Bowling for Columbine. Dir. Michael Moore. Perf. Michael Moore, 2002. Film.
Huss, John. Rev. of Science on American Television: A History by Marcel Chotkowoski LaFollette, The Quarterly Review of Biology, Vol. 89, No. 3 (Sep., 2014): 257. JSTORE. Web. 10/21/2014.
Flack, Michelle M. “Television in our lives: Then and Now.” Quest Winter, Vol. 10. 2 (2008): Web. 10/21/2014.
Grindstaff, Laura. & Turow, Joseph. “Television Sociology in the ‘New TV’ Age.” Annual Review of sociology, Vol. 32 (2006): 103-125. JSTORE. Web. 10/20/2014.
Brunsdon, Charlotte. “Is Television Studies History?” Cinema Journal, Vol 47. No. 3 (spring, 2008): 127-137. JSTORE. Web. 10/21/2014.
Lotz, Amanda D. “What Is U.S. Television Now?” Annals of the American Academy of Political and Social Science. Vol. 625 (Sep., 2009): 49-59. JSTORE. Web. 10/21/2014.
Collins, Kathleen. “Television and American Culture.” Journalism and Mass Communication Quarterly, 87.2 (Summer 2010): 447-448. ProQuest. Web. 10/21/2014
Wik, Reynold M. Rev, of The Great Television Race: A History of the American Television Industry. 1925-1941 by Author Joseph H. Udelson. The Public Historian, Vol. 7, No 1 (Winter. 1985): 79-81. JSTORE. Web. 10/21/2014.
Lowe, Denise. Women and American Television. Santa Barbara: ABC-CLIO, Inc., 1999. Print.
Bowling for Columbine. Dir. Michael Moore. Perf. Michael Moore, 2002. Film. The movie Bowling for Columbine, winner of the Academy Award for Best Documentary and also the winner of the Best Foreign Film of the Cesar Awards- The French Oscars. Directed by Michael Moore, filmmaker, journalist, author and political activist. In this movie Michael expressed his thesis of how television nowadays in The United States of America is causing fear in people. He claims that U.S. Television is made to create fear in people. And “How American society is based in ‘fear and consumption’.” He present his thesis by comparing the kind of programs showed in Canada Television between the programs showed in U.S. Television.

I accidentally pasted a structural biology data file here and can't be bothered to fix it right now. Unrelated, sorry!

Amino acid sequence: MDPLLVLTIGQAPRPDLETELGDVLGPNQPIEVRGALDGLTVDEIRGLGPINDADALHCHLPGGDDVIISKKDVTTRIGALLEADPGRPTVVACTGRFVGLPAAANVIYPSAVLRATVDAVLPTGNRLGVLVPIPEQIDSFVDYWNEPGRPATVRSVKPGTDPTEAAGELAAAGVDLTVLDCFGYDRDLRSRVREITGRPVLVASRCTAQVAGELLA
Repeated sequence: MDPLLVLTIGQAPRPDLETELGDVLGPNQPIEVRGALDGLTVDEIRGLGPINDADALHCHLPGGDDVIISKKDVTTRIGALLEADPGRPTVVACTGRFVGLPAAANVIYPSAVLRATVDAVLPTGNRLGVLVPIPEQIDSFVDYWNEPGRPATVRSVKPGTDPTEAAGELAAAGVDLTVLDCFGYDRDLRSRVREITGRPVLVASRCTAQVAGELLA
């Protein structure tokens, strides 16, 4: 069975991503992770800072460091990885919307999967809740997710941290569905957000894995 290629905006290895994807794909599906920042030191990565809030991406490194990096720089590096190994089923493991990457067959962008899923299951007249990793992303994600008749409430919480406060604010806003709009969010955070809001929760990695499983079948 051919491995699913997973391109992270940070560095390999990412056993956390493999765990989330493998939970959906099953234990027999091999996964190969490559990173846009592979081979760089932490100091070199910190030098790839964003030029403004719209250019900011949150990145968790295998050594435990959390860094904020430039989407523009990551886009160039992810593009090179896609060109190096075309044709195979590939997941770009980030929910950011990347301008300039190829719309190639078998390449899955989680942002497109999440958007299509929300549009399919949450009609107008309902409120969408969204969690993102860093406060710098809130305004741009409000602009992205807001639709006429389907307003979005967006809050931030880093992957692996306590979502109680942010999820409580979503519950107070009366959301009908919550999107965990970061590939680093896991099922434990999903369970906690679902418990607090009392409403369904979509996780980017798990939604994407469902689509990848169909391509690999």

Huss, John. Rev. of Science on American Television: A History by Marcel Chotkowoski Lafollette, the Quarterly Review of Biology, Vol. 89, No. 3 (Sep., 2014): 257. JSTORE. Web. 10/21/2014. A review of Science on American Television: A History. Book by Marcel Chotkowoski LaFollette by John Huss who has a Ph.D. in Philosophy of Science in The University of Chicago. It starts exposing the idea of television itself as a “type of scientific instrument, a publicly available telescope allowing us to view events distant from us in space and time.” And explains us a little bit about one problem that it is presented when scientist and television producers have mad for uneasy bedfellows. However, this source did not helped me a lot, because it just explained the book, not the idea.
Flack, Michelle M. “Television in our lives: Then and Now.” Quest Winter, Vol. 10. 2 (2008): Web. 10/21/2014. This research presented by Michelle M. Falck, Professor of the Old Dominion University. Published by Quest. Exposed the idea of how television has changed through the years. How in the old times something was shown because it “represented a significant development in the cultural landscape of the time.” And it also present the idea of the television nowadays not only having “nothing but garbage” but also having sophisticated programs. Michelle expressed how Gary R. Edgerton and Jeffrey P. Jones, said that “when you are talking about programming 24/7, 52 week a year,